In the grain sector, 2020 saw the U.S. poised for record exports in corn and soybeans at start of the 2020/21 marketing year. China made record purchases of U.S. corn and displayed very strong demand for U.S. soy in 2020/21 which resulted in tighter stocks of these grains which supported strong crop prices in 2021.

“Last fall, we started to see a large-scale pull internationally for our corn and soybeans, but it really took off this year. Soy exports started strong last fall and continued the entire 2020-21 marketing year setting a new record,” says Dr. Funk. “Corn exports began strong in the fall of 2020 but ramped-up even further midway through the 2020-21 marketing year to also set an all-time record level of exports.”

The statistical summary showed Iowa agriculture as a leader producing many commodities including corn, hogs and eggs. Sheep inventory saw an increase of 9,000 head overall from the previous year, and Iowa ranked fourth in cattle on feed.

The $12 stats book can be ordered from the Marketing and Communications Division, Iowa Farm Bureau, 5400 University Avenue, West Des Moines, Iowa 50266. Checks should be made payable to the Iowa Farm Bureau.

Victoria Station in Harlan Wins 2021 Breaded Tenderloin Contest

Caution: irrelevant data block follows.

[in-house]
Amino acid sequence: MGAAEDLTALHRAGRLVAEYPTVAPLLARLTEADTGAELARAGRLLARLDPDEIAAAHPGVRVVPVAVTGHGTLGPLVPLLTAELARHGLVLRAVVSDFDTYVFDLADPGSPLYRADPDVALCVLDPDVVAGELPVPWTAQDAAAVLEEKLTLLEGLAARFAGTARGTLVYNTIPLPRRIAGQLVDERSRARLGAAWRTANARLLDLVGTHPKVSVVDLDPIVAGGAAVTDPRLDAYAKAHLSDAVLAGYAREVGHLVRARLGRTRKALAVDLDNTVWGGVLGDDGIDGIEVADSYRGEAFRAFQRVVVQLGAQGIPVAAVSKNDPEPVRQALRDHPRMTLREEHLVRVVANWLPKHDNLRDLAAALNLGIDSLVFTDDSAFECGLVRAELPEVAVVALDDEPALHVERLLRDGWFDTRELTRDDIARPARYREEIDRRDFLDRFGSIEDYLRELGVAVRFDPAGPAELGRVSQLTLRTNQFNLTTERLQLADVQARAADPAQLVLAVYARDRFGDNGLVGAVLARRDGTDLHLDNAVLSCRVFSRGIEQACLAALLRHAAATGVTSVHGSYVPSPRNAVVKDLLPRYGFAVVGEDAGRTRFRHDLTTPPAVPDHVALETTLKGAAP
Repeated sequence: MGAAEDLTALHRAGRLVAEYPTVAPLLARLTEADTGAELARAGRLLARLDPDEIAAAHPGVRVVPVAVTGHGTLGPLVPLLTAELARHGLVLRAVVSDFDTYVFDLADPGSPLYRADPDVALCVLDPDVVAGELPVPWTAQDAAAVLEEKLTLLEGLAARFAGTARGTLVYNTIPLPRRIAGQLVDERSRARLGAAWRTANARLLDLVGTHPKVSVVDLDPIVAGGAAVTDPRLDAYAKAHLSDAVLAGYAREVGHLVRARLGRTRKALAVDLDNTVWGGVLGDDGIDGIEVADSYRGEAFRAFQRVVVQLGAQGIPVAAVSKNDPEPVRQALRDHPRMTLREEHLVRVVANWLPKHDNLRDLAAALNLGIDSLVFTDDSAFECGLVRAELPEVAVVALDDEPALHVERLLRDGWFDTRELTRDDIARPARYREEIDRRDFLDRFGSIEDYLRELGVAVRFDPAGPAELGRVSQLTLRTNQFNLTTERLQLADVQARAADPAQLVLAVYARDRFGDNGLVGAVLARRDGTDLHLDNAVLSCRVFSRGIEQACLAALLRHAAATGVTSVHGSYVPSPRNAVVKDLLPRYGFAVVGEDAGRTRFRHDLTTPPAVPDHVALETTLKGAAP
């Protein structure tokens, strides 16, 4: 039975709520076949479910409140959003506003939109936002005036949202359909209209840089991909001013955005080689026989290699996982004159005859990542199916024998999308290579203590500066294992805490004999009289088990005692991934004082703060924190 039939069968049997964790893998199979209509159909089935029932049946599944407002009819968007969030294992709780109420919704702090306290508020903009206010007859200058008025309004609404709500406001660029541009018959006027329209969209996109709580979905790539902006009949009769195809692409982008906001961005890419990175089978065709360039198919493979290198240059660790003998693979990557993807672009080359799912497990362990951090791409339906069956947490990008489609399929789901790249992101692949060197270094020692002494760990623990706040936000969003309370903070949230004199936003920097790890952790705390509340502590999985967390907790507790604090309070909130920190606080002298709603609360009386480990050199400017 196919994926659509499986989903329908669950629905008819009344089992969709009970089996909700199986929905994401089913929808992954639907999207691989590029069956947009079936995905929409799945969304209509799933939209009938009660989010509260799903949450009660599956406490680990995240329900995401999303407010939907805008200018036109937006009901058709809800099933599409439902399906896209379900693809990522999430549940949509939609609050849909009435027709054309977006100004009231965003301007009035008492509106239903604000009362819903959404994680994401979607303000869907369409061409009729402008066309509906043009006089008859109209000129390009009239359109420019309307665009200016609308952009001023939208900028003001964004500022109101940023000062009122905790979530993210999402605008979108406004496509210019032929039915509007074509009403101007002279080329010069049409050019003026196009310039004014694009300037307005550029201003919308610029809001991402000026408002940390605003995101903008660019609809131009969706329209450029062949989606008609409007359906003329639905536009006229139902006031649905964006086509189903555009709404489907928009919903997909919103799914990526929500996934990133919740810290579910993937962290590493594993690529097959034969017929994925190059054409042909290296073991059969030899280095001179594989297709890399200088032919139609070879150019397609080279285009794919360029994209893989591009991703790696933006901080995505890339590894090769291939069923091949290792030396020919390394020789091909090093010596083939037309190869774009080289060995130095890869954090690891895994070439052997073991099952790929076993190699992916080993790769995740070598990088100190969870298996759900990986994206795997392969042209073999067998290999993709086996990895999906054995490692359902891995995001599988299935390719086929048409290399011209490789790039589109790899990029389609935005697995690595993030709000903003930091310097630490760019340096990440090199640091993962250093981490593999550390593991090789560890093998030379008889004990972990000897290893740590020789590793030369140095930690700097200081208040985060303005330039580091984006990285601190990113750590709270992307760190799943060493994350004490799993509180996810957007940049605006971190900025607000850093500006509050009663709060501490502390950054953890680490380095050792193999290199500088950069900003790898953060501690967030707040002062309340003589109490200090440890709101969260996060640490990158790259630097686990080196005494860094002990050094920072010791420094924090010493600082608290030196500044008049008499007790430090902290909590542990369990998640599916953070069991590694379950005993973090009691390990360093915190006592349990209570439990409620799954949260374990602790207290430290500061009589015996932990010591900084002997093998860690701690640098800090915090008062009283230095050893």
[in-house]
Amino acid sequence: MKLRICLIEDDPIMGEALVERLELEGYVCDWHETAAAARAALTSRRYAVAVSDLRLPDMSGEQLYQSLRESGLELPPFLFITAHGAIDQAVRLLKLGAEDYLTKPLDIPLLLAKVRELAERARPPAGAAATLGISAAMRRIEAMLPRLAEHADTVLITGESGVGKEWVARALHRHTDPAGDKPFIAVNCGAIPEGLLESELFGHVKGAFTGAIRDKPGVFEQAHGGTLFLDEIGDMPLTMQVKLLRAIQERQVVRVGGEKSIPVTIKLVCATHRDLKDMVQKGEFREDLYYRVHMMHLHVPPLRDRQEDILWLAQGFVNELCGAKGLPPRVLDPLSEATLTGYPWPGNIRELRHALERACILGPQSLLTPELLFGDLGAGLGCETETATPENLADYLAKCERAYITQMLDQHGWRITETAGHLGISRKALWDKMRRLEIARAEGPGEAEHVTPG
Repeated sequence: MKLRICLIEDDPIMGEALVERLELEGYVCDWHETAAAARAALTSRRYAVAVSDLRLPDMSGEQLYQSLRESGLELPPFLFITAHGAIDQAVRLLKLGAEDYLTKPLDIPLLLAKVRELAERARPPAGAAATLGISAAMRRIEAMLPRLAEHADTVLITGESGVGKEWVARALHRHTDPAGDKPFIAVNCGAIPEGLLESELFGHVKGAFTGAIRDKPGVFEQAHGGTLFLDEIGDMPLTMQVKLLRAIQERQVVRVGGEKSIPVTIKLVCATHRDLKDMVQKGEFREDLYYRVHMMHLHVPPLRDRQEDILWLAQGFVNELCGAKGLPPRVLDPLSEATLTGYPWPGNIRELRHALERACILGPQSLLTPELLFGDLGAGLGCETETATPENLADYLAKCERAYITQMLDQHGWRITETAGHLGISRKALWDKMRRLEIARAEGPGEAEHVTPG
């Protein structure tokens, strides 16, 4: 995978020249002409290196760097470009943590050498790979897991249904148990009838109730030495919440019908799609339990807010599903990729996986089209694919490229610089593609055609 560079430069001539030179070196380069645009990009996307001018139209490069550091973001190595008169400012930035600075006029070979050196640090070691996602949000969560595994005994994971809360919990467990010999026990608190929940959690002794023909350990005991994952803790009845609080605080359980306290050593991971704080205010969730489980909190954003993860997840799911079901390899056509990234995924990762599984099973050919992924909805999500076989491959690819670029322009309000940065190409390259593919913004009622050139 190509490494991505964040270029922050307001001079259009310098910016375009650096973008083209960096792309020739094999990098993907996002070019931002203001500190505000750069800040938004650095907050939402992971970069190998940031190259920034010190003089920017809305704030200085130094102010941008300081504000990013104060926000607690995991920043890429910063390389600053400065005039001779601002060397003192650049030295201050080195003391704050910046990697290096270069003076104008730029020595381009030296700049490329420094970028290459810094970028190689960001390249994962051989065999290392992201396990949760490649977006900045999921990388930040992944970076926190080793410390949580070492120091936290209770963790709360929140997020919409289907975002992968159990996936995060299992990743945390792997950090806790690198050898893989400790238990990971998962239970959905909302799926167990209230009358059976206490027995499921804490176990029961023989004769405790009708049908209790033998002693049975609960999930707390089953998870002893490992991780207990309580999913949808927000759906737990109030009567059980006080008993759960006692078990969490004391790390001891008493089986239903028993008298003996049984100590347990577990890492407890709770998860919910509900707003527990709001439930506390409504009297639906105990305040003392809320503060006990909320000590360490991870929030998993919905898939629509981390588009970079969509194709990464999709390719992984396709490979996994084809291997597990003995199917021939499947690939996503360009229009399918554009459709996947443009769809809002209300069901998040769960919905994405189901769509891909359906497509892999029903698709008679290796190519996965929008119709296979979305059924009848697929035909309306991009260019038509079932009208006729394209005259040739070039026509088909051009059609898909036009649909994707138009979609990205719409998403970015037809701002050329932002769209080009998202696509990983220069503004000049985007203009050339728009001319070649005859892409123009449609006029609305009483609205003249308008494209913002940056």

A west central Iowa town has a new tourist attraction: the 2021 Iowa’s Best Breaded Pork Tenderloin.

Victoria Station in Harlan has won the 19th annual contest, presented by the Iowa Pork Producers Association (IPPA) and managed by its restaurant and foodservice committee.

“That’s pretty good for a prime rib joint,” joked Richard Buman, who bought the restaurant 18 months ago with his wife, Angela.

When the couple took over Victoria Station, they “inherited” a tenderloin being served at the time. And while there was “nothing wrong it,” Richard Buman said, they decided to make the sandwich their own.

Each hand-cut, 8-ounce loin is tenderized three times, then coated in a blend of dry seasonings and marinated for at least an hour. The meat is dipped in a buttermilk breading and fried to order.

Sandwiches are served with lettuce, tomato, onion, and pickles. The Bumans recommend eating the tenderloin with their house-made garlic aioli and Texas toast, though the traditional mustard and burger bun are available.